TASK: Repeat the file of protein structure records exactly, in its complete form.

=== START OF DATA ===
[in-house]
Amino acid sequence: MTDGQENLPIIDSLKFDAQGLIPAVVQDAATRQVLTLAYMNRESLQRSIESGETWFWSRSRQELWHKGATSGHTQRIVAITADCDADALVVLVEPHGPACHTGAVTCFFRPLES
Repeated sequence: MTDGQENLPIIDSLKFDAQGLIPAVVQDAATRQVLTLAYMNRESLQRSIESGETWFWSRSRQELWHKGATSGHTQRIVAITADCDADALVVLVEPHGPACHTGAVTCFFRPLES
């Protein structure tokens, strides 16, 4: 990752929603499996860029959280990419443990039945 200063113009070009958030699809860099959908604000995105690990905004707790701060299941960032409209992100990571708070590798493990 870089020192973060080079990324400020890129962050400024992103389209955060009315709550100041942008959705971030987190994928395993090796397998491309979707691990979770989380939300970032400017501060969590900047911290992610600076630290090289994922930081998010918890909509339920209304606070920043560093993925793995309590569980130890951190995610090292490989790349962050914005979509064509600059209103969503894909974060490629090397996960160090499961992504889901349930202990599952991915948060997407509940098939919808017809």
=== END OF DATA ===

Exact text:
[in-house]
Amino acid sequence: MTDGQENLPIIDSLKFDAQGLIPAVVQDAATRQVLTLAYMNRESLQRSIESGETWFWSRSRQELWHKGATSGHTQRIVAITADCDADALVVLVEPHGPACHTGAVTCFFRPLES
Repeated sequence: MTDGQENLPIIDSLKFDAQGLIPAVVQDAATRQVLTLAYMNRESLQRSIESGETWFWSRSRQELWHKGATSGHTQRIVAITADCDADALVVLVEPHGPACHTGAVTCFFRPLES
């Protein structure tokens, strides 16, 4: 990752929603499996860029959280990419443990039945 200063113009070009958030699809860099959908604000995105690990905004707790701060299941960032409209992100990571708070590798493990 870089020192973060080079990324400020890129962050400024992103389209955060009315709550100041942008959705971030987190994928395993090796397998491309979707691990979770989380939300970032400017501060969590900047911290992610600076630290090289994922930081998010918890909509339920209304606070920043560093993925793995309590569980130890951190995610090292490989790349962050914005979509064509600059209103969503894909974060490629090397996960160090499961992504889901349930202990599952991915948060997407509940098939919808017809």